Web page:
From Ontario’s Liberal Government, Premier Kathleen Wynne made the announcement at a campaign-style media event Tuesday that the minimum wage is finally getting a huge boost in Ontario to create better jobs and fair workplaces.
It was a good move on the part of Ontario’s Liberal Government because general election is set next year. They promised sweeping changes to labor laws that would benefit millions of workers, including raising the minimum wage to $15 an hour by 2019. Plus, they are ensuring equal pay for part-time employees and increasing vacation entitlements.
Their supporters in construction and health-care unions, and activists who’d called for the minimum wage increase and have been advocating for this change for years delighted for Wynne’s announcement. This will ensure more than a quarter of employees in the province to benefit from Ontario’s economic growth.
Ten percent of Ontario workers currently make the minimum wage; 30 percent make less than $15 an hour.
“That’s millions of workers in Ontario, many of them are finding it impossible supporting a family on a wage that just doesn’t go far enough,” she said. “They’re raising children, saving up for their education, wondering if they’ll ever be able to get ahead on the monthly budget, let alone, own a home.”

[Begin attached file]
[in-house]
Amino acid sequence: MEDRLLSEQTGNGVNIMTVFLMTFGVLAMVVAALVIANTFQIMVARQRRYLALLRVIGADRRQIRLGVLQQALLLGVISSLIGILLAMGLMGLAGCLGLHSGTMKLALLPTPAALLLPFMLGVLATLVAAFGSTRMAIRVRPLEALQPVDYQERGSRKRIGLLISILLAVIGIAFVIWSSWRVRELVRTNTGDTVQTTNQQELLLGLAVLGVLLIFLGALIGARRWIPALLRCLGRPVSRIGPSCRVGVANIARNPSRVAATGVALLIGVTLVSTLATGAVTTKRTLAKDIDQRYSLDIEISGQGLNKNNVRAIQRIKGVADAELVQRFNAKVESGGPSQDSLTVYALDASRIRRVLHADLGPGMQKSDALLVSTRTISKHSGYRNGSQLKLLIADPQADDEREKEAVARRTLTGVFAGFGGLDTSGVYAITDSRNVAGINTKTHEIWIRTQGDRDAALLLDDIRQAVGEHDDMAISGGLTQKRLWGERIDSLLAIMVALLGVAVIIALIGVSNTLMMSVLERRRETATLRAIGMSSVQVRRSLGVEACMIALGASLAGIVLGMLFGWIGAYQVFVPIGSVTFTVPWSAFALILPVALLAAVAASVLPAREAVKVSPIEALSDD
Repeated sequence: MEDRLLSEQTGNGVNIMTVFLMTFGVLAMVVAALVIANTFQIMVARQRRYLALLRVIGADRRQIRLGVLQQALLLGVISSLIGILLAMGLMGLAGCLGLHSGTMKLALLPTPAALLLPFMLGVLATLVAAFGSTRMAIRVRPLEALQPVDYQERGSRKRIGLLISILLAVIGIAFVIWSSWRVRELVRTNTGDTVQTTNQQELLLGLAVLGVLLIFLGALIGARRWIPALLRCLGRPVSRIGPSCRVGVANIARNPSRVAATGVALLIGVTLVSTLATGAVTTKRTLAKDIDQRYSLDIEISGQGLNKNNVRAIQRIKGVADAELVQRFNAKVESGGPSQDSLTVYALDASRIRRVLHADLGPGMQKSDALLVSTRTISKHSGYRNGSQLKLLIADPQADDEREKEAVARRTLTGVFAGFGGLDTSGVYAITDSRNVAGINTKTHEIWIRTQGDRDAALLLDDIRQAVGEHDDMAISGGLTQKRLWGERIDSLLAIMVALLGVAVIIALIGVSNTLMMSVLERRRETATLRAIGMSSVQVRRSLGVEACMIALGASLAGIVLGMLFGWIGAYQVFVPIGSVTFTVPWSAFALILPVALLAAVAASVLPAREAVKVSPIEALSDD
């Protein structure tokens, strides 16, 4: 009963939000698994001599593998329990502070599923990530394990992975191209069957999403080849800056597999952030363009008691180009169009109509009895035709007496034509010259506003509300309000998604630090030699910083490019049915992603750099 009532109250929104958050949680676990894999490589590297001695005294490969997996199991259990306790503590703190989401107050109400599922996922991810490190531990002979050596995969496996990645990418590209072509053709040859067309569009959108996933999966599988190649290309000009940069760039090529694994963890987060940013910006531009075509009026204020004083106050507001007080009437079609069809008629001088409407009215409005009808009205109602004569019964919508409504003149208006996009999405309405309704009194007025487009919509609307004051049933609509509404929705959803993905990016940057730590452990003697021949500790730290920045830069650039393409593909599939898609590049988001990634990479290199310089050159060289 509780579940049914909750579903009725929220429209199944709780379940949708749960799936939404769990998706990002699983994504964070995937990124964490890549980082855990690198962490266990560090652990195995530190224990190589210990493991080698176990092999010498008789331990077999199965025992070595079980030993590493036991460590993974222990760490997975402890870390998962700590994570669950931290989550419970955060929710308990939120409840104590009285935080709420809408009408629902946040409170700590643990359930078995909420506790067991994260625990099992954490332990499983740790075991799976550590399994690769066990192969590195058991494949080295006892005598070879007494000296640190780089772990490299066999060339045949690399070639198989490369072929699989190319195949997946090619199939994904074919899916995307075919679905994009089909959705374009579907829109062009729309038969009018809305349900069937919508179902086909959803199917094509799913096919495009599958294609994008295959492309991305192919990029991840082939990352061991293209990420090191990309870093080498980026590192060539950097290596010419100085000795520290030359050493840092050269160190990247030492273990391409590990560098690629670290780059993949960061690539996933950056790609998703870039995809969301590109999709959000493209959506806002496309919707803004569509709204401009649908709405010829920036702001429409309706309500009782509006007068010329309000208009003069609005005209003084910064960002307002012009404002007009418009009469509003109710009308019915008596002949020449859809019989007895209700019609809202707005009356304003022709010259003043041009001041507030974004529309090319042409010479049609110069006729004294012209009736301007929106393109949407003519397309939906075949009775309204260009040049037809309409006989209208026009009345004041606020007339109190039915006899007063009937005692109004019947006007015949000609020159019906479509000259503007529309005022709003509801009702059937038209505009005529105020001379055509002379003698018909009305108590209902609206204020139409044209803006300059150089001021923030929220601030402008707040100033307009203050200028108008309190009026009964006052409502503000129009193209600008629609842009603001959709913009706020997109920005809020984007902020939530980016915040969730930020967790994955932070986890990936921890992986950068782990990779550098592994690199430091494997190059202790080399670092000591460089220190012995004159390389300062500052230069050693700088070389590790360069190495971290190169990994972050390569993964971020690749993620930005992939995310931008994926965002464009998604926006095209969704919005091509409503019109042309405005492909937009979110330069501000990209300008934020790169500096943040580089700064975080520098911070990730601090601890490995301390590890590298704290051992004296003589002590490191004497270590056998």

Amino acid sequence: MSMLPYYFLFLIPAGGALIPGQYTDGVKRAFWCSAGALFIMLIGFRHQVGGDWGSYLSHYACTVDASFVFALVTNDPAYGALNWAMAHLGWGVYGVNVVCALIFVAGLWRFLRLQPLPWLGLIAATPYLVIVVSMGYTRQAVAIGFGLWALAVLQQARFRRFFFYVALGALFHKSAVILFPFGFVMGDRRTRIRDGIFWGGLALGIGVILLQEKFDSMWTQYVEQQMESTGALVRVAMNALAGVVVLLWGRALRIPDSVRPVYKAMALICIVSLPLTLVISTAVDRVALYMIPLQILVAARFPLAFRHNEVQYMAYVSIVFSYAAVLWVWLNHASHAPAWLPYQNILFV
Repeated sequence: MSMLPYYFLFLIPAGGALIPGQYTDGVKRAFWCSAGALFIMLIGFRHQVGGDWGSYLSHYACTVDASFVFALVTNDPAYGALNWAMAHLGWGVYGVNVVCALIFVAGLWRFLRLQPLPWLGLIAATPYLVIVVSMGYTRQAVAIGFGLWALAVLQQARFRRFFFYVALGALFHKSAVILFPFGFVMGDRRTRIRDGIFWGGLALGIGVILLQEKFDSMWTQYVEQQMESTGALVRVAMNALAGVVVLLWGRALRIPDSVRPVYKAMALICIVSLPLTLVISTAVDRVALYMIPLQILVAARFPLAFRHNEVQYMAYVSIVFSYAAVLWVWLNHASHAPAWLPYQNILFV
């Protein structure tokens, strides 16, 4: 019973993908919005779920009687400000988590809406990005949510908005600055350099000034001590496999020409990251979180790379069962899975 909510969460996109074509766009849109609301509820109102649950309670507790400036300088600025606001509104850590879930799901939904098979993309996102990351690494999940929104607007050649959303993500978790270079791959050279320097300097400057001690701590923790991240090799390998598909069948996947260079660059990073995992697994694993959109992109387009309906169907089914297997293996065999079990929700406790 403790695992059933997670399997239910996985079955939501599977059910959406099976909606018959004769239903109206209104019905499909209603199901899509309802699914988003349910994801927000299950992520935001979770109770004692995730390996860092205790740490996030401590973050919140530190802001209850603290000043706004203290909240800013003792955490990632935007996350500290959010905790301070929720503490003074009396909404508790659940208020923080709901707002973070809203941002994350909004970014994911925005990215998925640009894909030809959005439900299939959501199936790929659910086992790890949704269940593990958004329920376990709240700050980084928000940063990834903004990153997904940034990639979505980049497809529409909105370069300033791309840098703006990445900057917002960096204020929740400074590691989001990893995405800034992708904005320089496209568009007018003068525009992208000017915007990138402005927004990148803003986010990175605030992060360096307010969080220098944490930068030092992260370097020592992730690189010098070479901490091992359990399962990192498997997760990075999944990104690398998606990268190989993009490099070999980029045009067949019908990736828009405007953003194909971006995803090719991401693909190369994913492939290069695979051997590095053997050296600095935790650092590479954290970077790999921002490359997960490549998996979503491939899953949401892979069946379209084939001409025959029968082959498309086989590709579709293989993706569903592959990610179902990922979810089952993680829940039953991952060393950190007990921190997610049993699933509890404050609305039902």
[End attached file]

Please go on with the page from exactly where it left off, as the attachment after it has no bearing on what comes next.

“It’s time this rate reflected the reality of people’s lives. Raising the minimum wage is about creating a fairer, more equal society where everyone gets to share in our province’s economic growth.”
The increase will be done in segments. The recent minimum wage in Ontario is $11.40 per hour. It will increase to $11.60 in October. The arrangement includes plans to bump minimum wage to $15. By January 1, 2018, it’ll rise to $14 per hour with a $1 increase coming the following year on January 1, 2019.
In addition, increasing it that way makes it the most significant increases to the total in the province’s history.
“I didn’t tally the number of times,” Wynne said fair in her announcement. “But had I turned it into a drinking game I’d likely be in an a*****l-induced coma.”
“With these changes, every worker in Ontario will be treated fairly, paid a living wage and have the opportunities they deserve,” she said.
Wynne also announced plans to guarantee part-time workers will get equal pay for doing work equal to full-time staff; the minimum vacation entitlement will be increased. Instead of getting two weeks of vacation, workers will be able to get three weeks of paid vacation a year after five years with a same company and with the same employer. Another is an additional 10 personal emergency days for all workers, including two that are paid.
Ontario is committed to moving forward in a balanced way; they will work closely with businesses of all sizes to support its constituents. As these changes come into effect, they can continue to succeed and keep the economy strong.
Raising the minimum wage will help businesses by improving productivity, increasing employee retention and boosting the purchasing power of workers.
Other than that, creating fair work places and better jobs across Ontario is a great preparation to grow its economy. In addition to that, they can help make people’s lives better through improvement.